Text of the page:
Healthcare Informatics and Technology Investors
Healthcare Informatics and Technology Investors


About Team Role Theory

History & Research

Reliability & Validity

Dr. Meredith Belbin

Behavior vs. Personality



Quality vs Quantity in the Creative Process

In a now famous account, a pottery instructor divided his class into 2 groups. He told one group that their grade would be determined by the quality of their work no matter how many pieces they made. The 2nd group would be evaluated not on the quality of their work, but on the quantity. The more pieces, the higher the grade.

At the end of the semester the outcomes were unmistakable. The group that had created the most pieces likewise had produced the highest quality work. Ironically, those pupils who were directly centered on quality were less able to produce quality. How come?

What is the relationship between quantity and quality? Often, the more you produce, the more mastery you will have. Imaginative mastery comes in numerous degrees. How you make important decisions along with the ability to be decisive. How your brain sees the creative process as well as a type of intuitive understanding that grows over time and experience. How free you are to make errors while increasing the sense of the correct direction to choose.

Learning allows you to move from one level of understanding and competency to a higher level. Normally there are mistakes to make. Usually the more rigorous the learning, the more mistakes.

Quantity does not always lead to quality. If there isnít a learning property, nothing will change, and quality might even decay. But the most natural pattern when creating anything is a onward motion of domination through a progression of learning. How does learning take place?

We begin, as always, with structural tension, a clear vision of an end effect and a clear perspective of the actual reality in relationship to that result. This is of the essence, because without structural tension you would be restricted to a series of spontaneous improvisations.

Quantity without structural tension does not lead to all-inclusive learning. Without an end in mind you are left with a purely statistical approach: produce a lot of things, trust that several of them work out. When that is the case, each inventive event is random. Each event is an individual sequence that does not connect with future creative events. This is like a non-relational database in which the data is isolated and does not connect with other seconds of information. Thus, there is no traction leading to momentum, no sense of growth, no foundation upon which to progress. No organizing principle that enables learning to lead to mastery.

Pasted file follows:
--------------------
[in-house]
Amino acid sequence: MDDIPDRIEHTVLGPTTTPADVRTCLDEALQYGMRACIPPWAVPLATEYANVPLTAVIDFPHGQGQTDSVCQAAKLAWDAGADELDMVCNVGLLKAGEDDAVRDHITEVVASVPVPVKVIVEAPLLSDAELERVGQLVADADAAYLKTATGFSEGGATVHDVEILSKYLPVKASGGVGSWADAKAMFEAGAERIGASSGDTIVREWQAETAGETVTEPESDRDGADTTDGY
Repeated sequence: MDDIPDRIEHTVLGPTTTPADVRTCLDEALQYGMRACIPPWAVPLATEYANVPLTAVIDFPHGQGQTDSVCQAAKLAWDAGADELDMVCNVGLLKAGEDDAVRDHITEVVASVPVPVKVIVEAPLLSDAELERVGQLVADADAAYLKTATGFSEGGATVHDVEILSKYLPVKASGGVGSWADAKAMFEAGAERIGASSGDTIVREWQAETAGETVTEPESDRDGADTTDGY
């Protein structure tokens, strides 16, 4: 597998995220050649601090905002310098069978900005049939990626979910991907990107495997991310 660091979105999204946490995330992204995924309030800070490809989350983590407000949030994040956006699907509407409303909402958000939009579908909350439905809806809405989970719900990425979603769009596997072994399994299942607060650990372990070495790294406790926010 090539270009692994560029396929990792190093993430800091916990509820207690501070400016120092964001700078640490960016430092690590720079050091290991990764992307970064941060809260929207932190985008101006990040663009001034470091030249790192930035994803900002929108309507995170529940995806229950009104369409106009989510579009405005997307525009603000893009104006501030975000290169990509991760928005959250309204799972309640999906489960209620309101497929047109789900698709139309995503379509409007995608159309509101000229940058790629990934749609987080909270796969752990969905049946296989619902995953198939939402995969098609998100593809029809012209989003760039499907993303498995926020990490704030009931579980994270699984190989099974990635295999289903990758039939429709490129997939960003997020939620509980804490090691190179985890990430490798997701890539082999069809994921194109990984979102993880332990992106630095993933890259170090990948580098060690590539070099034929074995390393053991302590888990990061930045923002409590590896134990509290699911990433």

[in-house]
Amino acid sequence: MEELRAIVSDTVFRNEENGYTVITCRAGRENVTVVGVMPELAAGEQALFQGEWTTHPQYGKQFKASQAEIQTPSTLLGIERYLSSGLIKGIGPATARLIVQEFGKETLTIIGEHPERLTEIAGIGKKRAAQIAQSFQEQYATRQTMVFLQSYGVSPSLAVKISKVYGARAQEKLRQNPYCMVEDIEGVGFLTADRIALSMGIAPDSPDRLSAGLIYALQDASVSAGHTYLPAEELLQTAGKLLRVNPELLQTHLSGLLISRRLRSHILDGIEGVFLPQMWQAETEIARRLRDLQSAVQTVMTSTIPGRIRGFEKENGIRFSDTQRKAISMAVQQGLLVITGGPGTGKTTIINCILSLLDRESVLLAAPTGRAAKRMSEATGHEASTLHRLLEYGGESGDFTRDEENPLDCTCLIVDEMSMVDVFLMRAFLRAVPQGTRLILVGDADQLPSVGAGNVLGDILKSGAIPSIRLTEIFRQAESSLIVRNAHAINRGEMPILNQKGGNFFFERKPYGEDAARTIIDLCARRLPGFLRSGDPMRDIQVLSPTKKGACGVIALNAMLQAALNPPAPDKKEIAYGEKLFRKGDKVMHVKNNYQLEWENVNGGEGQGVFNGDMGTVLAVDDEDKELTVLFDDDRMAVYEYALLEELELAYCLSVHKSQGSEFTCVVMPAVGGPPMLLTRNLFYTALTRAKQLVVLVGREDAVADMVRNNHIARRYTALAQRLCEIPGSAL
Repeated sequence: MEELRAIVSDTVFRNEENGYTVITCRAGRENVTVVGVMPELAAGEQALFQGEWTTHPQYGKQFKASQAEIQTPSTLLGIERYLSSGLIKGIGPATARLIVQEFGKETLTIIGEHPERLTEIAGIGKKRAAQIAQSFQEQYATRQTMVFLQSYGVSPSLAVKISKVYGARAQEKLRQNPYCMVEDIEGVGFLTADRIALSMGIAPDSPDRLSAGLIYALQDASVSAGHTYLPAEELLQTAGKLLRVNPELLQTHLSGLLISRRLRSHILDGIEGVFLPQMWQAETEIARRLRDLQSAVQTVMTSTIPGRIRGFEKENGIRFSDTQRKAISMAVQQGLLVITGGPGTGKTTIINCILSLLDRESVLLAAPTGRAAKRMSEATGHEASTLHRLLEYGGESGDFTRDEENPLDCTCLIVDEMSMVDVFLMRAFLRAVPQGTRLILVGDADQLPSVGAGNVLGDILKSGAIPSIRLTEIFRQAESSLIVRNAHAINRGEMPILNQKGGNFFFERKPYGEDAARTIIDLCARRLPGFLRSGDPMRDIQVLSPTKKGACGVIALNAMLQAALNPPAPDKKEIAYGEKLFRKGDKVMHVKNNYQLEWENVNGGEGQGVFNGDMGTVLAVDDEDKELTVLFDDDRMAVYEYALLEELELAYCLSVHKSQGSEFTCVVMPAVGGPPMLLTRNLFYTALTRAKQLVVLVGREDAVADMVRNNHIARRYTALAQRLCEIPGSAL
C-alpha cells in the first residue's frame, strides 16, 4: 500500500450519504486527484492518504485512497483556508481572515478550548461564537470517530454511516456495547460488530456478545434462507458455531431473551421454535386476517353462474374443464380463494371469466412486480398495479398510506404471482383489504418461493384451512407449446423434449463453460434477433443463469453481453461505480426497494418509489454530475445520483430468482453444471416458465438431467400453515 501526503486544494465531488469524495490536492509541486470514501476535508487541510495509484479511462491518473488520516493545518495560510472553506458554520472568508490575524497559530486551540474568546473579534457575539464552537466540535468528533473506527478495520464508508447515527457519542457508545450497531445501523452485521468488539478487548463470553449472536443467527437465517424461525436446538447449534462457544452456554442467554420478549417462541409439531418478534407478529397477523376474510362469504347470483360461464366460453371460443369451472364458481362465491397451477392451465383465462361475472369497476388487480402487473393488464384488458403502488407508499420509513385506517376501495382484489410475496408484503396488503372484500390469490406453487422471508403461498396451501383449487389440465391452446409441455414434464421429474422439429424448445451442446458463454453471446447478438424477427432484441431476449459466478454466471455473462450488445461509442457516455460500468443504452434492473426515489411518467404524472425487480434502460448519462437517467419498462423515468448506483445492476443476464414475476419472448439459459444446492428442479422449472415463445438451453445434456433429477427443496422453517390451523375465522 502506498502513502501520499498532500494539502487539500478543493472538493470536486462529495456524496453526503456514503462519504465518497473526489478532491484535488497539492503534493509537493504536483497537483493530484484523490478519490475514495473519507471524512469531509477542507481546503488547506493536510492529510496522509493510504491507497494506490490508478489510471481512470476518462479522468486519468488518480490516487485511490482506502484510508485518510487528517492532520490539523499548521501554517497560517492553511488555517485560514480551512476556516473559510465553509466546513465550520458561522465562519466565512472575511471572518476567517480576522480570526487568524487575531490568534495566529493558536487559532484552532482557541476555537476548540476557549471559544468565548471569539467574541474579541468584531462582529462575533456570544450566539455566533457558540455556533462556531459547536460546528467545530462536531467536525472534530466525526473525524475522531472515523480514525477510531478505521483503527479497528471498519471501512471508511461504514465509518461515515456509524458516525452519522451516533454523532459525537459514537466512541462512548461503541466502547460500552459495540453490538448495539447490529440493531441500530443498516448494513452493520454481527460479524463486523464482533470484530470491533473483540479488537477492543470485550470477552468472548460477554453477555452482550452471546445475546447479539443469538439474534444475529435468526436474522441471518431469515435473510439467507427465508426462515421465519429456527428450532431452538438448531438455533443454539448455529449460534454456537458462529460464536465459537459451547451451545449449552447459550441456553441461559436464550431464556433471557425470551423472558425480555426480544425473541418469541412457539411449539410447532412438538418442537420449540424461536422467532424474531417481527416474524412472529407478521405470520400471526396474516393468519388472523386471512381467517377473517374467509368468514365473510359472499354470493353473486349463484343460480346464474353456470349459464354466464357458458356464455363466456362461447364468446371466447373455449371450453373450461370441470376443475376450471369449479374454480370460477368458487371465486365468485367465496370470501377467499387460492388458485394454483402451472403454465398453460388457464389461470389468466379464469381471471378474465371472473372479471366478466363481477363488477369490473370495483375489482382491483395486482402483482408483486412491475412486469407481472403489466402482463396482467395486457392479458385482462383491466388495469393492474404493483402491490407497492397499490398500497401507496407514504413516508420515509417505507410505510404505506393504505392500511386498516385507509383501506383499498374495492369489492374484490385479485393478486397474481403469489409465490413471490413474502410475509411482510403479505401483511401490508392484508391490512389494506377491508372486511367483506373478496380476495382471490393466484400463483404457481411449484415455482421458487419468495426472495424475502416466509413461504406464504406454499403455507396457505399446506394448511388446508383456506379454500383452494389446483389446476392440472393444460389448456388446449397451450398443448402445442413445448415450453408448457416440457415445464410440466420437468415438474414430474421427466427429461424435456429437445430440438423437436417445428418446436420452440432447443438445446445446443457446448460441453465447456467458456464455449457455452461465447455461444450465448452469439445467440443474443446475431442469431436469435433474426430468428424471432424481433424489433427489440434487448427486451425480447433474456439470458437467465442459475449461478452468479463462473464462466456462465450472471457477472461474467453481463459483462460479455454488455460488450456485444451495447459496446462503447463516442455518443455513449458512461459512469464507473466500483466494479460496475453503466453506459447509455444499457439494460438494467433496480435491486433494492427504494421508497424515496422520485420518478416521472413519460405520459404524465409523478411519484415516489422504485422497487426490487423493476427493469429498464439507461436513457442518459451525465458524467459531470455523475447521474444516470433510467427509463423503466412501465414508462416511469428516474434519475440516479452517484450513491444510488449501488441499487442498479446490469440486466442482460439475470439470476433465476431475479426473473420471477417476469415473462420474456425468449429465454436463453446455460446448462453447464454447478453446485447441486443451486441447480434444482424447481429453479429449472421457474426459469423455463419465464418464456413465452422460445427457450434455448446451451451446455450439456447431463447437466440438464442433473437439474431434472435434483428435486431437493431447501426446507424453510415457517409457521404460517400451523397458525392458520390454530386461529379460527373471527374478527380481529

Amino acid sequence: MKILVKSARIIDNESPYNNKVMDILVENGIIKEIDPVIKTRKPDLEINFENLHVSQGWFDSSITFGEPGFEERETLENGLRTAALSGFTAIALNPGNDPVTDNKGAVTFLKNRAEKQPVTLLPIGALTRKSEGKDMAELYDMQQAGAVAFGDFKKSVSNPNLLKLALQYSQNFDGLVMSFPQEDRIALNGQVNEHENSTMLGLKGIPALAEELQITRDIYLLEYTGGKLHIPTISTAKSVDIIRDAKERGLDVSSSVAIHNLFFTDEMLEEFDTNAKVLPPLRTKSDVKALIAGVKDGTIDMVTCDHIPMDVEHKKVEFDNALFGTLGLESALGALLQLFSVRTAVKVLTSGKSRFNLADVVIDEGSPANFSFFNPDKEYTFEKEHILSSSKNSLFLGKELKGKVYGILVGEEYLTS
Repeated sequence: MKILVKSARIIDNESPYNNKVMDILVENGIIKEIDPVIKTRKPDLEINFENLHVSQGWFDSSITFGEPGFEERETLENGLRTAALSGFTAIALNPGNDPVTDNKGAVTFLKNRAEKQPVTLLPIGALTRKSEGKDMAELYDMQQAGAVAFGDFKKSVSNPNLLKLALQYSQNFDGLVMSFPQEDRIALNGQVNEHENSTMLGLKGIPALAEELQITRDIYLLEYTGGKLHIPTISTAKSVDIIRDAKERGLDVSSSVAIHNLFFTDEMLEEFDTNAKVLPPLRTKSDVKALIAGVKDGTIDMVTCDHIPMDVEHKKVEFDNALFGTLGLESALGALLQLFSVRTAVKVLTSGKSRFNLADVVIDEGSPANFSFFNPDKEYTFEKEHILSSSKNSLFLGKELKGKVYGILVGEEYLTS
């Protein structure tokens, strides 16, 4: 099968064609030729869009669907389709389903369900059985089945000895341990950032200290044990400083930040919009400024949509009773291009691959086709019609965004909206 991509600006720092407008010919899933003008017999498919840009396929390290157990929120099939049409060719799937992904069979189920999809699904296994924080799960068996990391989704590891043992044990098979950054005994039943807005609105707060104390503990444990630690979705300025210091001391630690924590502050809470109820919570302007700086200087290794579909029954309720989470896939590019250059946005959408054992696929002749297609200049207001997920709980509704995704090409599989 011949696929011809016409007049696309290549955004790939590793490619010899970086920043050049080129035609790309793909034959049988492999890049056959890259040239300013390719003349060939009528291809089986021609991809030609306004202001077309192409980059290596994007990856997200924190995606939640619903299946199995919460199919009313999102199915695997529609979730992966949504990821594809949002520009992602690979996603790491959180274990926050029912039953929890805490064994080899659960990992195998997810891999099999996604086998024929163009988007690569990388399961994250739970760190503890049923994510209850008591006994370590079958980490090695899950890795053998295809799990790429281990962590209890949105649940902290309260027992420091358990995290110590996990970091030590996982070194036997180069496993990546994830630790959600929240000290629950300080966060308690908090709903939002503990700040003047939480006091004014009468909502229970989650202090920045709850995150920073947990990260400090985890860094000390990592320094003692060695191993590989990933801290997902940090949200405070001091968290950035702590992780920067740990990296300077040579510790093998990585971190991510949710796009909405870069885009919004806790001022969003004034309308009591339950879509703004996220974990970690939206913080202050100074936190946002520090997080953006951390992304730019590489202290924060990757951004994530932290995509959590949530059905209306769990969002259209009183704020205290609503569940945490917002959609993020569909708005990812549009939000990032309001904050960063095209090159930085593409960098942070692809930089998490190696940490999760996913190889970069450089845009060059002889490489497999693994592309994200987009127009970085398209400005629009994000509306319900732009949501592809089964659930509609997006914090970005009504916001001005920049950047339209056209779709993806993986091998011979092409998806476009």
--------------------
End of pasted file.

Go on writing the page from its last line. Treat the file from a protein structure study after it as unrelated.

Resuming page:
One thing that the pottery pupils had was enough of a visual sense of each piece so that they could establish structural tension. They had their target. The current reality was under their fingers and in their awareness. This was true for both the quality AND quantity group. So we can conclude that structural tension is merely a prerequisite. Without it, it would be difficult to throw a pot. But if the vision were to create the highest quality imaginable, the ultimate result would miss the mark. Higher levels of quality come from adequate experience over time.

When I was a high school youngster, I studied with the Boston Symphony clarinetist Felix Viscuglia at the New England Conservatory of Music. I would take Phil a coffee (he insisted on everyone calling him Phil) to every weekly lesson, not unlike the proverbial apple to the teacher. He always spoke to me as if I were a colleague rather than a scholar, which was kind of nice for me. He would say of the college students who studied with him, ďHow can they expect to play like me? Iíve been performing over 25 years.Ē I would nod as if I knew what he was talking about. But I only realized what he meant after I had been playing for over 25 years.

There is a long-term perspective of the creative process, which includes experience over extended periods of time and learning. And there is the short-term view, which attempts to rely on inspiration, impetus, and improvisation. And while there is a place for short-term spontaneous moments, you canít build and support real control from that alone.

So, make a lot of creations. Make sure you have structural tension as the fabric. Donít get obsessed about how good any creation is, but do make a point of learning from each installment of the creative procedure. Mastery will occur over time, and you will find your ability to create what you want increases dramatically.